Lumber River State Park, North Carolina – 2 Miles – 7/14/12
Well, this was not so much a hike as a fact-finding, curiosity-satisfying, rambling side trip on the way home from vacation. My family spent a traditional week at Sunset Beach, NC, and on our return home I decided to check out Lumber River State Park, just a few miles detour. When I announced my intentions, everyone piled in my husband’s car and I was left (happily) on my own.
I have spent time in most of North Carolina’s western mountain state parks but have only visited a couple of the Piedmont and coastal parks, most notably Eno River near Durham and Jockey’s Ridge on the Outerbanks. So what is Lumber River?
In a nutshell, its name derives from its use as a transportation vehicle for timber harvesting in the late 1700’s. Small towns sprung up along its route. Lumber River is a black water river with deep channels that flows through wetlands and swamps. Decaying vegetation leaches into the water, giving it the appearance of brewed tea. Lumber River is the only North Carolina black water river to earn federal designation as a National Wild and Scenic River.
Rather than one central location, there are several access points that comprise Lumber River State Park with put-ins for paddling, fishing and some small camping spots. I was checking out the Princess Anne Access, one of the main areas that includes a ranger station (closed on the day I visited).
First I planned to drive around and get a feel for where things were, but I quickly saw that Princess Anne is a very small place and I could walk the parking and picnic areas from end to end in less than five minutes. There is a very large picnic shelter with charcoal grills and a large restroom.
It was about noon on Saturday, very hot and only going to get hotter. I walked upstream on Griffin’s Bluff Trail first (1-mile round trip). This is a simple stroll by the river’s edge and it was tempting to move quickly, but I slowed down to look at the details. The water moves so slowly it’s like looking at a lake or pond, reflecting trees and clouds and an occasional fish jumping.
Spanish moss, always fascinating
Spanish moss again
Bald cypress tree
Row of bald cypress trees on the far river bank
Cypress tree with Spanish moss
Near the end of Griffin’s Bluff Trail a side creek flowed ever so gently toward the river. Here you can really see the tea color created by the tannins.
There is a large wooden observation platform jutting out on a gentle bend in the river, a good fishing spot according to locals Gary Jones and his son, Landon, although not much was biting today. Landon was very talkative, and shared with me every fish he had caught this summer.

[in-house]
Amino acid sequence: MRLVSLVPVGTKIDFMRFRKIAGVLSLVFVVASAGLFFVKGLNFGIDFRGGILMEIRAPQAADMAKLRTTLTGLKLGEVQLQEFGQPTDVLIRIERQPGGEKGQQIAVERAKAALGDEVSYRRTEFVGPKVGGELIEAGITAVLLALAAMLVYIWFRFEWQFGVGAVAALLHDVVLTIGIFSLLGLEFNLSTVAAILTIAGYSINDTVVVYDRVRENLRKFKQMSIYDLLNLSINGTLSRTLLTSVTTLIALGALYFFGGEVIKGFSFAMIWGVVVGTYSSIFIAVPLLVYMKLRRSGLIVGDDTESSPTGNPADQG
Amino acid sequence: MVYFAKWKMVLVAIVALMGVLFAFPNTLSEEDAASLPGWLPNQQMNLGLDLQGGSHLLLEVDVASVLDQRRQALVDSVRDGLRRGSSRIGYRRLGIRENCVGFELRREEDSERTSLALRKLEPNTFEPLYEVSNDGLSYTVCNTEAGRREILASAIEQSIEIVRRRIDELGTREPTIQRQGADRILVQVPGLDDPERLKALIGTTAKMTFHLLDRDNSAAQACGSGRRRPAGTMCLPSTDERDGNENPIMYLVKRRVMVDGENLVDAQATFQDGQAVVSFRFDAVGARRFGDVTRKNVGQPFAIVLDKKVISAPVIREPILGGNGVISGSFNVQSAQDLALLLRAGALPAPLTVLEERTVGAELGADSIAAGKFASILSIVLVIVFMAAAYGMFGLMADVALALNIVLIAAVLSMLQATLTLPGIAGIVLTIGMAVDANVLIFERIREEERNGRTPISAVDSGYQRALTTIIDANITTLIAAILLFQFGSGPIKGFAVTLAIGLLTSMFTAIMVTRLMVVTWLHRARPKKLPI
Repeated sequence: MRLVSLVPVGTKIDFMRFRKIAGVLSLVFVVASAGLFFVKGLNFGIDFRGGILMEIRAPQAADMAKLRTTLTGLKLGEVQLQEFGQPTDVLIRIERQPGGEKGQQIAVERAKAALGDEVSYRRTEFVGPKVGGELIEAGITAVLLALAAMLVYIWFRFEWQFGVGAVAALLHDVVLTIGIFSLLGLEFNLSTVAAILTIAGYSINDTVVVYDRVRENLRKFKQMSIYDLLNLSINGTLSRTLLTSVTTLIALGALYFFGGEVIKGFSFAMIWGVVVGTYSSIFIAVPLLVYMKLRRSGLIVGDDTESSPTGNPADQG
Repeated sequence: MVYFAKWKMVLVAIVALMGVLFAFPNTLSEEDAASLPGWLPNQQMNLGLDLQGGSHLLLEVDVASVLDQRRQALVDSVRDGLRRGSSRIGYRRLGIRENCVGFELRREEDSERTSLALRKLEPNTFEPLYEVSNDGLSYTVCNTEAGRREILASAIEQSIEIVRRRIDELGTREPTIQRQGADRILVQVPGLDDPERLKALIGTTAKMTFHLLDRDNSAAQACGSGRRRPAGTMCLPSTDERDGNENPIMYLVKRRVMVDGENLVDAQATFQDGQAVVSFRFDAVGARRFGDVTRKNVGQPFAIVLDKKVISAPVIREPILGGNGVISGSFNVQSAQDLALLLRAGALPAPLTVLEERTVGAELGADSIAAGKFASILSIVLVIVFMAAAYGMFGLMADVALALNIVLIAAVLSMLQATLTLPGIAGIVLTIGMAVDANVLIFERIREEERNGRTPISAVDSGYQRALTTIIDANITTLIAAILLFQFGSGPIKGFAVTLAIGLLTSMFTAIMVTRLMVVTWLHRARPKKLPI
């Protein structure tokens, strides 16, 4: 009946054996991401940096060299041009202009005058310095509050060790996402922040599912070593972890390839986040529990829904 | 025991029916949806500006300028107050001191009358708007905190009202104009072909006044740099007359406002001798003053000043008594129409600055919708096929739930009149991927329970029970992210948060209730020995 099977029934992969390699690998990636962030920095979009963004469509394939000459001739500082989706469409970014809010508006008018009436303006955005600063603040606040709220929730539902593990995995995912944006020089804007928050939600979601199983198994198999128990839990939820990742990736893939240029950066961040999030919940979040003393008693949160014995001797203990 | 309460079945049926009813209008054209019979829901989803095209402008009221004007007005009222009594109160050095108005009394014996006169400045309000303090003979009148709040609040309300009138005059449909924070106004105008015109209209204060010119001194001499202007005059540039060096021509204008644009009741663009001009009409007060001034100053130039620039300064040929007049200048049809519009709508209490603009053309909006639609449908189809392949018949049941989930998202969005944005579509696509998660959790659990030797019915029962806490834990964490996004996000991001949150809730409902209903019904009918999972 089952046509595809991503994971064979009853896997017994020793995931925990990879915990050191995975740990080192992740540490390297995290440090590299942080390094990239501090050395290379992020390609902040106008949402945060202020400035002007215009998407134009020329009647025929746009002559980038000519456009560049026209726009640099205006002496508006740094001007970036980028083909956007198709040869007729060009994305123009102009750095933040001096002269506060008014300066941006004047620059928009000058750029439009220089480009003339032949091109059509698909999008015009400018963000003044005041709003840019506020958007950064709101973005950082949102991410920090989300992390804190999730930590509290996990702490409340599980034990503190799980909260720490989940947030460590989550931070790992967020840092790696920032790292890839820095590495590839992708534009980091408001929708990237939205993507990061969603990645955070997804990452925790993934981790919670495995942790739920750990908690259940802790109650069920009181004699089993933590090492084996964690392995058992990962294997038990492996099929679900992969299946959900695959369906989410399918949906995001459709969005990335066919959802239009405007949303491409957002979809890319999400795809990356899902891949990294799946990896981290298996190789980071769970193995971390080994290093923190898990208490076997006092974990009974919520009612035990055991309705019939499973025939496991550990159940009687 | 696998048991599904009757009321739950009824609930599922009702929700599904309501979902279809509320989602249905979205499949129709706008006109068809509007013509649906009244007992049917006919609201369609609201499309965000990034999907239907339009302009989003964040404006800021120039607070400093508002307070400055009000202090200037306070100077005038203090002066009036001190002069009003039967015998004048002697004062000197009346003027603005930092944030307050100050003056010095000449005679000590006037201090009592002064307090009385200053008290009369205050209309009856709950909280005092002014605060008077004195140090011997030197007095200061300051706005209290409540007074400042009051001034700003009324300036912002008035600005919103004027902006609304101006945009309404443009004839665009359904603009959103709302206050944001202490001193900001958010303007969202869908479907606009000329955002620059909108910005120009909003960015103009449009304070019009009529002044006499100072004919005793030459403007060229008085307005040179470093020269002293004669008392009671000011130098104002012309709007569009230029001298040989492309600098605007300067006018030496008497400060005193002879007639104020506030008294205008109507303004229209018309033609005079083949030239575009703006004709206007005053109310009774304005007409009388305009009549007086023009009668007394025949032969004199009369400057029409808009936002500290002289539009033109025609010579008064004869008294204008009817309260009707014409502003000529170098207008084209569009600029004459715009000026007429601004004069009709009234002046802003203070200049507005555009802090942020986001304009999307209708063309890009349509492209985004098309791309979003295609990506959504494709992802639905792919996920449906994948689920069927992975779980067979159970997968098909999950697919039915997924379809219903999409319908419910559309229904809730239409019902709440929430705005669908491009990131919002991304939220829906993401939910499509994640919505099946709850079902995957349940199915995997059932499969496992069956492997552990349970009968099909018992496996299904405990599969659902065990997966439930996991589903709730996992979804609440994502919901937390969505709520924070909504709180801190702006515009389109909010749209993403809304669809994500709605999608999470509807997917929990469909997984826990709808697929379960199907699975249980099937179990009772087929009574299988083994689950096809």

I back- tracked to the main parking area, walked past the boat landing and a few young fellows silently fishing. The stillness of the air made the heat more intense. I headed downstream on the .4-mile Naked Landing Trail (could not find any info on how this got named). This trail passed two campsites, one occupied by a large tent. I was interested to note that there were metal garbage cans with lids right beside the tent. No critter problems?
This trail also stayed right beside the water. I saw more interesting bald cypress trees and knees and wondered for the first time if alligators were common (answer: not common but not impossible). Soon the path narrowed considerably , but I continued to follow it until I got creeped out by the spiderwebs, realizing nobody came this way much, and turned back. More so than alligators, I expected to see snakes, but no luck today.
More cypress knees
On my return walk I met a family, grandpa, dad and elementary age girl, who were occupying the tent site. I asked about the garbage cans, and Dad said the ranger assured him that black bears had never been sighted here, so no concerns about garbage (so I didn’t mention raccoons and mice).
Back at the picnic shelter, a group of a dozen or so folks were firing up the charcoal grill for a cookout. They invited me to stay and eat – locals again, good Southern manners. Reminded me very much of my dad’s family, grandparents, aunts, uncles and cousins, that would get together in different city parks in Richmond, VA for Father’s Day or just a Sunday afternoon to have a potluck picnic and visit.
All in all my exploration of Lumber River State Park took a little over an hour, well worth the stop to see how our state park system looks outside of the mountains and the population it serves. I’ll bet a leisurely float down the river would be wonderful – in cooler weather. I don’t think I’d ever be enticed into that black water.
I said a sincere prayer of thanksgiving for the air conditioning in my car.
A river is a river, always there, and yet the water flowing through it is never the same water and is never still. ~Aidan Chambers